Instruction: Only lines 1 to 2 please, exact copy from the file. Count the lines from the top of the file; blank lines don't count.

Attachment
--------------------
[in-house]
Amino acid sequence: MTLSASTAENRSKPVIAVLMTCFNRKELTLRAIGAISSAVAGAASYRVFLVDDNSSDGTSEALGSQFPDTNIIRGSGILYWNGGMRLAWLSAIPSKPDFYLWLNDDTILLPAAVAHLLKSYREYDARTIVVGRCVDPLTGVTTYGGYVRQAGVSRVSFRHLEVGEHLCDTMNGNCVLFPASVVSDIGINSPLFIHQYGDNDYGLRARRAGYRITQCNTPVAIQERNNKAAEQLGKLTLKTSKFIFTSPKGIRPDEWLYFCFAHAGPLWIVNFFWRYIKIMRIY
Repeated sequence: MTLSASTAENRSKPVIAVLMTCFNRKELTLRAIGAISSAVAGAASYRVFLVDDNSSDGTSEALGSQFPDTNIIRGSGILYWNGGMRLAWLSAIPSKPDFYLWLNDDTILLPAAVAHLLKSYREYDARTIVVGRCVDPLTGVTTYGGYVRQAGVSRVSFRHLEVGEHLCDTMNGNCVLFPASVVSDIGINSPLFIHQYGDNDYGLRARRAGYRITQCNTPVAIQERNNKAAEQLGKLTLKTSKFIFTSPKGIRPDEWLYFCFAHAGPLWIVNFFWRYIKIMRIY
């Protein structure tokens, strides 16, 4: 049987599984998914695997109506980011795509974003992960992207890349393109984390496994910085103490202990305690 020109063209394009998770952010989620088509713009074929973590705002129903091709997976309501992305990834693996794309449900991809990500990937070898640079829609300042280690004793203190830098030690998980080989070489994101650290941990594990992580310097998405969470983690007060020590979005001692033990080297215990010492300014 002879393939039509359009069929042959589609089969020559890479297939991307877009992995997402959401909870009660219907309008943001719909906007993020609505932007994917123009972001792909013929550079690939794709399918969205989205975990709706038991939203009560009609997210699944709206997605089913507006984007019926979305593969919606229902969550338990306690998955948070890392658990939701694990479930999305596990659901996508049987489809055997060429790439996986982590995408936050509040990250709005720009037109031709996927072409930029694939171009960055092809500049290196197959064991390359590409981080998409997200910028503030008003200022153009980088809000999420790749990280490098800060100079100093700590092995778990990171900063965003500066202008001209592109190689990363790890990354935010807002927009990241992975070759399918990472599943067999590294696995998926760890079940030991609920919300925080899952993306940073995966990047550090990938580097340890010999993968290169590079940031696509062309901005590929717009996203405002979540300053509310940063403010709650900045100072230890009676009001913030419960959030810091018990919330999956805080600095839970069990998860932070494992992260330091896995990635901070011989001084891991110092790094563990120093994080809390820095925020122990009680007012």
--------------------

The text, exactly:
[in-house]
Amino acid sequence: MTLSASTAENRSKPVIAVLMTCFNRKELTLRAIGAISSAVAGAASYRVFLVDDNSSDGTSEALGSQFPDTNIIRGSGILYWNGGMRLAWLSAIPSKPDFYLWLNDDTILLPAAVAHLLKSYREYDARTIVVGRCVDPLTGVTTYGGYVRQAGVSRVSFRHLEVGEHLCDTMNGNCVLFPASVVSDIGINSPLFIHQYGDNDYGLRARRAGYRITQCNTPVAIQERNNKAAEQLGKLTLKTSKFIFTSPKGIRPDEWLYFCFAHAGPLWIVNFFWRYIKIMRIY